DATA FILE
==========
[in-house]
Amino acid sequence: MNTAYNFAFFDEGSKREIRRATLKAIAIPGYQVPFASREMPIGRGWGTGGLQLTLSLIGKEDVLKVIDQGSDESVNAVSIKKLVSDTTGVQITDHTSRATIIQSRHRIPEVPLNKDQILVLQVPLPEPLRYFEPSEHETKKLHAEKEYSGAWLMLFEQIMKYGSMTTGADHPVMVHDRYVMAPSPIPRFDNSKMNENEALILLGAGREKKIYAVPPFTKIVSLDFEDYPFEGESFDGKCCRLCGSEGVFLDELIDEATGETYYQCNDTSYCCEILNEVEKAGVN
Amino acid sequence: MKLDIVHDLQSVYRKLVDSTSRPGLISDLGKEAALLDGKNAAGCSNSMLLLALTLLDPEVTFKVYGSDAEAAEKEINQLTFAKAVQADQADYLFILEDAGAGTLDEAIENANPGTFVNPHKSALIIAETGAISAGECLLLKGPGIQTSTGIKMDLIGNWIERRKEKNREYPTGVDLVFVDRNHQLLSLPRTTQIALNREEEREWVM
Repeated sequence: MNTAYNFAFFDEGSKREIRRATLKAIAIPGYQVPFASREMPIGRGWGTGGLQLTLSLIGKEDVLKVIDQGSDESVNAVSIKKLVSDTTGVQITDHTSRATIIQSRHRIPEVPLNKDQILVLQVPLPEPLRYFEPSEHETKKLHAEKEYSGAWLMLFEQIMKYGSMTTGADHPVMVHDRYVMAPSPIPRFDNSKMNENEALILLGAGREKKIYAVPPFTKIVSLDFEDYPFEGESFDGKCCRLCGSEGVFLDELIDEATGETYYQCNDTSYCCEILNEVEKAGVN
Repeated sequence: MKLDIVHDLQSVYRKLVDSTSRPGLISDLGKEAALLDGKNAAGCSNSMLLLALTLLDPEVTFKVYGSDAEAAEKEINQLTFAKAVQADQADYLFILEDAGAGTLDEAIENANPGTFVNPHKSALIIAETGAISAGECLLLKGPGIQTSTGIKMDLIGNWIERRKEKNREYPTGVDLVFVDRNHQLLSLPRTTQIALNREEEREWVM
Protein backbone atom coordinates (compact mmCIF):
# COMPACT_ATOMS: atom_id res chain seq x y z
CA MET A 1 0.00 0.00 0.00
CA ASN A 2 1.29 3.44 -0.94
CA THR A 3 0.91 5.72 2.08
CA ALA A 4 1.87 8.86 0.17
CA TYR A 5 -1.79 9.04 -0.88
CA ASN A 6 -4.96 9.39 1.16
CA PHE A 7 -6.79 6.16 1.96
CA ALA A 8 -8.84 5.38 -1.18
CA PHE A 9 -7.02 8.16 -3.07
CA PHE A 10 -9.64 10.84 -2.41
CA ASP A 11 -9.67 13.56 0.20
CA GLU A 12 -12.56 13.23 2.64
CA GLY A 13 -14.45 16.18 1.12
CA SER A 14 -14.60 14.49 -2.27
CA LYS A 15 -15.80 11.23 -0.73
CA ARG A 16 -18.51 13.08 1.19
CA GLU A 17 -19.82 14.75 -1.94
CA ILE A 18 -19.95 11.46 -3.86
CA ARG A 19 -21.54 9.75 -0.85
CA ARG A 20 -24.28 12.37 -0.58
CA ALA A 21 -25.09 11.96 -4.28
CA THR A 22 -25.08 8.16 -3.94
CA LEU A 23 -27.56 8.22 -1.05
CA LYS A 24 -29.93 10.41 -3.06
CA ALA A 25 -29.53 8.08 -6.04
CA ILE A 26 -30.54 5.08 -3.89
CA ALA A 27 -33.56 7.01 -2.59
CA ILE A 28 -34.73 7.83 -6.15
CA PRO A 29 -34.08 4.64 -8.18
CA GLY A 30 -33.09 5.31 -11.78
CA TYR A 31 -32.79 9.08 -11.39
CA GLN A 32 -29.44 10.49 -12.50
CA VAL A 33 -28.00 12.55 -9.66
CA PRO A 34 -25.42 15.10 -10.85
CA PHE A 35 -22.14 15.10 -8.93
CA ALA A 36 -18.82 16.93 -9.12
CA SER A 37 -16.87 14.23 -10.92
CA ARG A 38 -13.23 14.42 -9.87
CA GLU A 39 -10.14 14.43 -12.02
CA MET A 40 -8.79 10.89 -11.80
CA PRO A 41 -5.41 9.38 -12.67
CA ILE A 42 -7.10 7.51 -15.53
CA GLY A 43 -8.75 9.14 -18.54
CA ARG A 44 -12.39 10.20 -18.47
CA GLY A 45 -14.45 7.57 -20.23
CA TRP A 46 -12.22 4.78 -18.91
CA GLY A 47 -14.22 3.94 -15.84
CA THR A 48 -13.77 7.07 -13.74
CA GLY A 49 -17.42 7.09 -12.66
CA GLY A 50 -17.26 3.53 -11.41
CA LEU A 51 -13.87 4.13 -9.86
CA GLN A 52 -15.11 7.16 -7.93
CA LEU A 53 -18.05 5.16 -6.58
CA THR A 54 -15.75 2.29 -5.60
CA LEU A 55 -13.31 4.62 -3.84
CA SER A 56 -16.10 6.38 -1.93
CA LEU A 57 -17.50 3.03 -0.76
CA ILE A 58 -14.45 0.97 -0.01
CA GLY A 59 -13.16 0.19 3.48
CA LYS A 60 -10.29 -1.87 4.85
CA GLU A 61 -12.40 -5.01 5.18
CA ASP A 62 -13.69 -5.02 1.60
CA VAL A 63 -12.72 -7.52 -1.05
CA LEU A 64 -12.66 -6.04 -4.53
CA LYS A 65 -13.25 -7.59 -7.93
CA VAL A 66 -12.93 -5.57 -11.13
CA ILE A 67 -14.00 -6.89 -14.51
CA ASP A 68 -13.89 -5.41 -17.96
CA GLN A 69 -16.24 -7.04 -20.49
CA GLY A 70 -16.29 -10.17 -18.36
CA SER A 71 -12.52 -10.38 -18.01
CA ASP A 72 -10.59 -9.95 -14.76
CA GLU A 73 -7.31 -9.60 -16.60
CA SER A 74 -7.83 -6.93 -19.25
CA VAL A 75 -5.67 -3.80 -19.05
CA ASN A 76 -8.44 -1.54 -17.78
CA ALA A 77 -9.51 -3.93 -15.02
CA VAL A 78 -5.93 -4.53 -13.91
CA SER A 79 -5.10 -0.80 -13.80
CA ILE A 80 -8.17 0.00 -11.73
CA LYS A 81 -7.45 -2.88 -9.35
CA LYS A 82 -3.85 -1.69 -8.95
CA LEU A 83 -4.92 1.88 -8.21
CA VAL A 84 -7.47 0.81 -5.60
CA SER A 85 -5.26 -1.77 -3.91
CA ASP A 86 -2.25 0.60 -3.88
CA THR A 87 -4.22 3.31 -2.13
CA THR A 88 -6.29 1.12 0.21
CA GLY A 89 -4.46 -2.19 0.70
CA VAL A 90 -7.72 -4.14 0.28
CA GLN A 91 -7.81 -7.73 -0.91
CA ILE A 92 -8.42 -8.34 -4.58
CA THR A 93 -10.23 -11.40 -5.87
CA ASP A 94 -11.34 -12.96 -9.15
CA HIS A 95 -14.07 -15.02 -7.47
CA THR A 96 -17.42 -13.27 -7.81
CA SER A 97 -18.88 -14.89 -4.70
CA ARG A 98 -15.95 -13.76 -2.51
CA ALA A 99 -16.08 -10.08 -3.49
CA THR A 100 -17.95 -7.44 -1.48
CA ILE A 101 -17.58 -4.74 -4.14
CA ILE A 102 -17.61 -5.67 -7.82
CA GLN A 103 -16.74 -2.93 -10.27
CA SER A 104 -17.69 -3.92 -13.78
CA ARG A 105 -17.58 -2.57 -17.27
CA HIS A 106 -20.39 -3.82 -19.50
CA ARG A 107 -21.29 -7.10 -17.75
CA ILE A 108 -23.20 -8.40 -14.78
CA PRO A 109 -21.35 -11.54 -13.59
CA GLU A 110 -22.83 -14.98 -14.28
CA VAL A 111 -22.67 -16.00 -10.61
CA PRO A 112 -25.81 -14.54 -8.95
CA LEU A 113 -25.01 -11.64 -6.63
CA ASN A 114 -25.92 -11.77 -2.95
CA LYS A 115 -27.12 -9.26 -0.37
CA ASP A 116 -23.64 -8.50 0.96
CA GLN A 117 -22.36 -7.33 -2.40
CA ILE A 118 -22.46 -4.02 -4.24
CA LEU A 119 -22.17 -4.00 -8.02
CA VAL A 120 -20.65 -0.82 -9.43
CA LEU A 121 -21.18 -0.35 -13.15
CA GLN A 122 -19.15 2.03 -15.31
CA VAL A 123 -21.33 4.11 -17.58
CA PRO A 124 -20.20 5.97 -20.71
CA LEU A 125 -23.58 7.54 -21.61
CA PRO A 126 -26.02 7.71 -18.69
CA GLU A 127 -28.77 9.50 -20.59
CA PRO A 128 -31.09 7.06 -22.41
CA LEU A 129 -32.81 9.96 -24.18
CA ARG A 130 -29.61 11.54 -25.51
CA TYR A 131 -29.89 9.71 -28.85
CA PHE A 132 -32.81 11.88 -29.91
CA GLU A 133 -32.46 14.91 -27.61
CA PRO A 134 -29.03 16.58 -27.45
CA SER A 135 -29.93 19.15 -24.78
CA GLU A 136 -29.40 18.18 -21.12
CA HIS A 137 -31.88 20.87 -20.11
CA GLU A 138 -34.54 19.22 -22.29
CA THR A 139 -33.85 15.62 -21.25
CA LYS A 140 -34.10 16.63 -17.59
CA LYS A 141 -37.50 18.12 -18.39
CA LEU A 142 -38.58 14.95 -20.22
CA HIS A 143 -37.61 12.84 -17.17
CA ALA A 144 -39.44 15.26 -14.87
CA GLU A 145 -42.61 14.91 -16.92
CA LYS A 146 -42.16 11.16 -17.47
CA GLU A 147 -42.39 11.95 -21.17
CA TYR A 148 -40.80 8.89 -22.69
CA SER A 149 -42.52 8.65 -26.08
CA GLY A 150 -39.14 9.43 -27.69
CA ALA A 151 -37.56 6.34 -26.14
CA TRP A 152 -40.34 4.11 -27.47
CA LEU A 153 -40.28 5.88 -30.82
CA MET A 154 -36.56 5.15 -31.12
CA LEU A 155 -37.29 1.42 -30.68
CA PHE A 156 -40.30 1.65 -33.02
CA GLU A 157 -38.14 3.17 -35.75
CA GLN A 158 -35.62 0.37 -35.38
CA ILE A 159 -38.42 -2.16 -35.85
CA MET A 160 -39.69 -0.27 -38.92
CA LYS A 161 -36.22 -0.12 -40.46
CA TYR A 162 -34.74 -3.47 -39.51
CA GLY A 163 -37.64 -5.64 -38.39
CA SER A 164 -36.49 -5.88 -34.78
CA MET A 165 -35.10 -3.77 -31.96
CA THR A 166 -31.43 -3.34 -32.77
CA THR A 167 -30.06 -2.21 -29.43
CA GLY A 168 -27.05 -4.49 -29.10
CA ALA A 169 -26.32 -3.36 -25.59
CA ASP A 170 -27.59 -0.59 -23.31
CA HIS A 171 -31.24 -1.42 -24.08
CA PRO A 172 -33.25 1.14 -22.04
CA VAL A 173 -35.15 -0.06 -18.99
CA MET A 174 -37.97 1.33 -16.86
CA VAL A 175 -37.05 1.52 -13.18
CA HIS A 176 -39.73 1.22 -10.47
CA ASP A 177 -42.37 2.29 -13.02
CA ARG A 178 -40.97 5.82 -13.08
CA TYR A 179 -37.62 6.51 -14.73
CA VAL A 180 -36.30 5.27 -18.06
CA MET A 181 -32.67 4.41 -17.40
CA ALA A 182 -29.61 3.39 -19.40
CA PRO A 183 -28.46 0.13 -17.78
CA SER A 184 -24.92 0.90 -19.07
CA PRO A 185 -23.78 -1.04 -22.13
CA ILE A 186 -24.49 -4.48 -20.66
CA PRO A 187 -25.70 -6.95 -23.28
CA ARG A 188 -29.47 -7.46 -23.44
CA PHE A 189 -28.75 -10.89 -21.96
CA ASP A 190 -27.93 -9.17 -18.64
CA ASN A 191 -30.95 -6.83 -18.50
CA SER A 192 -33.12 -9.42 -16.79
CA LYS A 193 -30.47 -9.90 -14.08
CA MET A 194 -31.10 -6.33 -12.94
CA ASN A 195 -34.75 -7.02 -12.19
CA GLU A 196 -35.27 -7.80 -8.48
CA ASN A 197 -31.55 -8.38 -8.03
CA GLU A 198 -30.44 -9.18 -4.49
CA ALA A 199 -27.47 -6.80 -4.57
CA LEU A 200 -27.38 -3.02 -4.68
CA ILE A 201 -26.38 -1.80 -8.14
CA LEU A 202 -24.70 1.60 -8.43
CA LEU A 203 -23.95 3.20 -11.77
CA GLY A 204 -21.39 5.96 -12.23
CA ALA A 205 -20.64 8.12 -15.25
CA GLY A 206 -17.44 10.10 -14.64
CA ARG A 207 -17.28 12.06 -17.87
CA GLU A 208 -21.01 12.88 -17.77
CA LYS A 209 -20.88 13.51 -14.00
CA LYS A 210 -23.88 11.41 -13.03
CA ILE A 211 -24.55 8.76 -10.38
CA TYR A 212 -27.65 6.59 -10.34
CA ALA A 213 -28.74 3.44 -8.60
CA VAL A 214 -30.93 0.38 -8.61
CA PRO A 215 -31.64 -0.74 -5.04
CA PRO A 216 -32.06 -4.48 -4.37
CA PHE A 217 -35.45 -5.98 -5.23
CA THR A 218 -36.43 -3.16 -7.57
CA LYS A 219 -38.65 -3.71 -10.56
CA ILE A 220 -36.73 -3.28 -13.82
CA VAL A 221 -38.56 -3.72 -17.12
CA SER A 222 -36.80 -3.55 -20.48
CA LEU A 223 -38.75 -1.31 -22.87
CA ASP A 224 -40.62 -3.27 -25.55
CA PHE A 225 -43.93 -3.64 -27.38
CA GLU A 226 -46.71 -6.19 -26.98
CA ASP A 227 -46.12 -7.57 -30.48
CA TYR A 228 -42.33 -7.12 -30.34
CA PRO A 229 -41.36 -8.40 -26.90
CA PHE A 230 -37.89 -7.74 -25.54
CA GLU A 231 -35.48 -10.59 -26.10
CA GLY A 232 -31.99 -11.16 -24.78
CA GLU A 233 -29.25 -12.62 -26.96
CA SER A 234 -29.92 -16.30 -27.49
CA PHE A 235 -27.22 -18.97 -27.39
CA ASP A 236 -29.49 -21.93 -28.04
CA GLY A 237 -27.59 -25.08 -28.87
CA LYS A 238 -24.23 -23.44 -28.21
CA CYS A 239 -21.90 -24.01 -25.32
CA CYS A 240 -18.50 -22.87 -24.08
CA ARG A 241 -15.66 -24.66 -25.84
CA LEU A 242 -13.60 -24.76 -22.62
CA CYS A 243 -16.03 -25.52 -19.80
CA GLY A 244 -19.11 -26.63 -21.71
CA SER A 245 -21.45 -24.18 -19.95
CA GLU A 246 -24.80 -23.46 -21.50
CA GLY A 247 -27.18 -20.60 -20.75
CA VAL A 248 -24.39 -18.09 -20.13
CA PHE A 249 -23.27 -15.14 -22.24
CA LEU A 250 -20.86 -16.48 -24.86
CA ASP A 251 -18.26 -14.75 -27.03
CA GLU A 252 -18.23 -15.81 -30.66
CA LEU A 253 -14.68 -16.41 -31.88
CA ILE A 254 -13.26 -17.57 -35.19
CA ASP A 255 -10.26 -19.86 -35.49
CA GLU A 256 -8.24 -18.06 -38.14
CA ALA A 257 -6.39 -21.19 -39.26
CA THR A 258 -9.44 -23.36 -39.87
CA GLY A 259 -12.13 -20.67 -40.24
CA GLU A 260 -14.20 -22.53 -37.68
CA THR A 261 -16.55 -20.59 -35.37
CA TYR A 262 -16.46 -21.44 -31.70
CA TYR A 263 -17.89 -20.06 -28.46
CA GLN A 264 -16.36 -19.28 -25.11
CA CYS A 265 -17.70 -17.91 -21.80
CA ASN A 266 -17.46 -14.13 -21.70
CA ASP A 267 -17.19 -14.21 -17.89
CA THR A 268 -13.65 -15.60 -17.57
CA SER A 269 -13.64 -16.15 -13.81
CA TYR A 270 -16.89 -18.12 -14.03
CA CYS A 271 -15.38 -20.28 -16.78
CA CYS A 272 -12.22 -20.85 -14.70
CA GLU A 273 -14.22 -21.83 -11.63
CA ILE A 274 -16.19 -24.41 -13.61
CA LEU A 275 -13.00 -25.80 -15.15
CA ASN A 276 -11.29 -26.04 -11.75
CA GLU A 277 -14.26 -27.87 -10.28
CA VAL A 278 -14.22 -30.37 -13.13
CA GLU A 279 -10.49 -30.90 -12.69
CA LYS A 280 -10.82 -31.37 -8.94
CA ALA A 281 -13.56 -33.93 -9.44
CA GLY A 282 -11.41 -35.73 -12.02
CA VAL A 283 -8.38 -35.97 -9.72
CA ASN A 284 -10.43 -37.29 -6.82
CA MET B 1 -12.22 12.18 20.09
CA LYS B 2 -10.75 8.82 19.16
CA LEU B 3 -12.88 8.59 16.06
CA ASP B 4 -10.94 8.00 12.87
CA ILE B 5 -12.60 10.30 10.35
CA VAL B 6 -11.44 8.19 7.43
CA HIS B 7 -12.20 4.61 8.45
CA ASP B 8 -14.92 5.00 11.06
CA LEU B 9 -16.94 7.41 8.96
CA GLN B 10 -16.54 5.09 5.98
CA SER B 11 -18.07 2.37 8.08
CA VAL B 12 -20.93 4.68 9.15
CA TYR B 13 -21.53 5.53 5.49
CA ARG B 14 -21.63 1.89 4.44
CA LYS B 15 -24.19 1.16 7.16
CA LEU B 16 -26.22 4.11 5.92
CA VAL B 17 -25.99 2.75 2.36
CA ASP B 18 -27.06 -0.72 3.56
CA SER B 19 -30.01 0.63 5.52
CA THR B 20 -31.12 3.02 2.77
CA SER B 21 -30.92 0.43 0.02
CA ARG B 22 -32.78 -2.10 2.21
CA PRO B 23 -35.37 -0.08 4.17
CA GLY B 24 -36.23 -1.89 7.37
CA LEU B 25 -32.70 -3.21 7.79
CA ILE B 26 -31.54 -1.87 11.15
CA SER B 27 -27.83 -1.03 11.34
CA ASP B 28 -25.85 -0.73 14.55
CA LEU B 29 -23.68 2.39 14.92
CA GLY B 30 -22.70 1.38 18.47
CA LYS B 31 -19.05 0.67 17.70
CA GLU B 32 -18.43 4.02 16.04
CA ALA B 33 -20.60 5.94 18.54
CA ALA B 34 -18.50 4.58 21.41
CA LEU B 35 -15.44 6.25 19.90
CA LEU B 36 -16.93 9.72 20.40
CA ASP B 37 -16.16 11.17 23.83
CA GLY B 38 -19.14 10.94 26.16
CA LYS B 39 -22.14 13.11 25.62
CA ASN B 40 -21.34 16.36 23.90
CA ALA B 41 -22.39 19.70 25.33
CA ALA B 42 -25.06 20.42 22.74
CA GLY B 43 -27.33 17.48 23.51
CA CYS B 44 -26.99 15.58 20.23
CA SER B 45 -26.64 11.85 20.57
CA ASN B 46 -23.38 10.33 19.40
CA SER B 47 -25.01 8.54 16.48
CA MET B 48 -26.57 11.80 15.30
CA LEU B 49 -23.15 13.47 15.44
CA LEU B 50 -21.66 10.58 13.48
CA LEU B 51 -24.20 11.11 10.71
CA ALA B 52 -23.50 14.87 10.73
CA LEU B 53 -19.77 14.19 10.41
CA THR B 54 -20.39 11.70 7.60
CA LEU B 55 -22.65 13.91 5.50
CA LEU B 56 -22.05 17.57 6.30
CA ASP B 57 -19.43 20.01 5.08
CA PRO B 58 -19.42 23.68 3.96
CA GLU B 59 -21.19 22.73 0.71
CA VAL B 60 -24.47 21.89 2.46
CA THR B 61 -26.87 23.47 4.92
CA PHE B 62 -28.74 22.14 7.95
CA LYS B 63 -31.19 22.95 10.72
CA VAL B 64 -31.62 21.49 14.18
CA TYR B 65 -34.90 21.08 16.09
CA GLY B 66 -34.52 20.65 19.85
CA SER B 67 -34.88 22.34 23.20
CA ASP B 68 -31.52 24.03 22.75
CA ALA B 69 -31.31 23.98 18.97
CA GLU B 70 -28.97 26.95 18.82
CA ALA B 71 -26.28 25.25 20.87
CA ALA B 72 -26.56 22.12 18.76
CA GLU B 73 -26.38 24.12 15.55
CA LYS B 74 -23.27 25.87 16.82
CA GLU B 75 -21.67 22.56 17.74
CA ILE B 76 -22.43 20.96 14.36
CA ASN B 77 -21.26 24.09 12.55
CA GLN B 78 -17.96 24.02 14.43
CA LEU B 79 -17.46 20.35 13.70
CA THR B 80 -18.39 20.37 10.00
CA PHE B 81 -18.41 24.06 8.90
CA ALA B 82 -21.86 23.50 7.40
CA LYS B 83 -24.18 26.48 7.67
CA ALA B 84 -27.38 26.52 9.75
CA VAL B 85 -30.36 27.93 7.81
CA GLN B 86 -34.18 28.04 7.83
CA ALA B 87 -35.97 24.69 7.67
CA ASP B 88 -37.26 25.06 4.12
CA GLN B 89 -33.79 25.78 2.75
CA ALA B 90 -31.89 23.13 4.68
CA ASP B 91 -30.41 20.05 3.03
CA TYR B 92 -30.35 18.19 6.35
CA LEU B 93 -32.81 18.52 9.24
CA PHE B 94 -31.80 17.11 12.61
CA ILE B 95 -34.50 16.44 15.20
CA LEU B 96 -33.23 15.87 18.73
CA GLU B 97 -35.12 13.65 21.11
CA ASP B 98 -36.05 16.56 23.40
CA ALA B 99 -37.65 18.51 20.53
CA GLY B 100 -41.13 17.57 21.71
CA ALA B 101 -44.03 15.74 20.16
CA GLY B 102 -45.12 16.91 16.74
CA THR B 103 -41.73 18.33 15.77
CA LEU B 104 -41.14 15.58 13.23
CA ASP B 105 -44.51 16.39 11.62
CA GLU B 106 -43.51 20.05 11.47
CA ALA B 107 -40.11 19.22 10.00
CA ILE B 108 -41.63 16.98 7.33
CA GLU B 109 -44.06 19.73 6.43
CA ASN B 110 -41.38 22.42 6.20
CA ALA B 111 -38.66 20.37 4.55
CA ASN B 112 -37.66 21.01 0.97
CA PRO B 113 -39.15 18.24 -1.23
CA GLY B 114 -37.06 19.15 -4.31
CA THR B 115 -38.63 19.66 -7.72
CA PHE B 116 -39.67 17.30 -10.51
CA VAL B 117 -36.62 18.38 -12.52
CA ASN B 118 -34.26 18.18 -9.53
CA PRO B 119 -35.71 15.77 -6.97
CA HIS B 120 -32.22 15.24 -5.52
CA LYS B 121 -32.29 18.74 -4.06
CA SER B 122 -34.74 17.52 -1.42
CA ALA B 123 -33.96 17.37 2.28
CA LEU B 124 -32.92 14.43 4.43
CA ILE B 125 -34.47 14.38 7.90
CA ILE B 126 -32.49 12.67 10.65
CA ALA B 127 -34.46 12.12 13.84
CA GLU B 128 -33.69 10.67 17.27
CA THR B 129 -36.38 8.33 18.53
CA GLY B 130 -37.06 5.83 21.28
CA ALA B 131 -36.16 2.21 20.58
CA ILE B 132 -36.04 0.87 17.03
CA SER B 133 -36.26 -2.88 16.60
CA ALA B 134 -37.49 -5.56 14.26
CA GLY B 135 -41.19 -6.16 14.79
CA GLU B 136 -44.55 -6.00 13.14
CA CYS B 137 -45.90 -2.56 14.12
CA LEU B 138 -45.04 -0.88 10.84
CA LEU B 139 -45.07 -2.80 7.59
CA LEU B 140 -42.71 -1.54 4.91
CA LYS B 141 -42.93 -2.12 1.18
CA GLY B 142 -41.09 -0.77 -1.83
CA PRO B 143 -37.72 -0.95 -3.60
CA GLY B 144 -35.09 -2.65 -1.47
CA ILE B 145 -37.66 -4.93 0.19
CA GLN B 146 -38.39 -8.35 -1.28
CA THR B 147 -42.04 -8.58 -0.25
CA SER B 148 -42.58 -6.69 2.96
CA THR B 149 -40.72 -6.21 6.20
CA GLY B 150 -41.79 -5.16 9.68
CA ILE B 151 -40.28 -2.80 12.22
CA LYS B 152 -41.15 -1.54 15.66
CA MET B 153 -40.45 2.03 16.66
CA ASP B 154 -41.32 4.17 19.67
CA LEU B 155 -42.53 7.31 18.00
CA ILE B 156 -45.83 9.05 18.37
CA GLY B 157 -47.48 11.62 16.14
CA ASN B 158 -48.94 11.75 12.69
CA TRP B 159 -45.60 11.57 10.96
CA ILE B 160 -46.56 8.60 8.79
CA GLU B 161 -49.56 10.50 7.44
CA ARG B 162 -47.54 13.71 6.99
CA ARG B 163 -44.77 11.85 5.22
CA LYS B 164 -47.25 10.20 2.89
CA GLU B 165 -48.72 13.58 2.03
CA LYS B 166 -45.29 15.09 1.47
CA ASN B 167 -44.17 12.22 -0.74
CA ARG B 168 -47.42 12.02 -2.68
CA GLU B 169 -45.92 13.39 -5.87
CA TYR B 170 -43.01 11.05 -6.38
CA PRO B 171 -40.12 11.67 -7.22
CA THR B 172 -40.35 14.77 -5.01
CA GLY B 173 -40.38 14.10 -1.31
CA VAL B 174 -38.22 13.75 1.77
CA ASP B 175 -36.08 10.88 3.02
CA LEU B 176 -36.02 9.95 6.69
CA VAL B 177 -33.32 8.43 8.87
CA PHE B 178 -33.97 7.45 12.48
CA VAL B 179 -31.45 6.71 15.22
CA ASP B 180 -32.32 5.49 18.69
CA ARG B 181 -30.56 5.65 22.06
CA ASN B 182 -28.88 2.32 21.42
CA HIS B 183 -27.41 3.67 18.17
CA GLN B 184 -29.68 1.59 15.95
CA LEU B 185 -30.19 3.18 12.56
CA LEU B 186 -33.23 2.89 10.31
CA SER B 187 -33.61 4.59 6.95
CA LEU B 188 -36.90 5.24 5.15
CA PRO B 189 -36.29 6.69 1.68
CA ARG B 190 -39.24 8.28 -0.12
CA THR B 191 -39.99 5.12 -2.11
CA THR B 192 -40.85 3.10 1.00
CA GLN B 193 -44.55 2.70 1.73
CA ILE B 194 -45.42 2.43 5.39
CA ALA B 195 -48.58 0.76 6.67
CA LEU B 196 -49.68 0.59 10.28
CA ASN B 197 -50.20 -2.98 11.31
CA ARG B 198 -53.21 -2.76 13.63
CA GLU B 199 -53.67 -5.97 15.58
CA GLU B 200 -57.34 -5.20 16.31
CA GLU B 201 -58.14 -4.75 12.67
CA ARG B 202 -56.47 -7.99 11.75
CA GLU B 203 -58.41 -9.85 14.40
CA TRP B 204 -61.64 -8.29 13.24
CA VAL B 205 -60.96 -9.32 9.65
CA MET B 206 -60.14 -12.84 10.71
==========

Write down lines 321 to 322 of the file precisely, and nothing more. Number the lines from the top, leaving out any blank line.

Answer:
CA GLY B 30 -22.70 1.38 18.47
CA LYS B 31 -19.05 0.67 17.70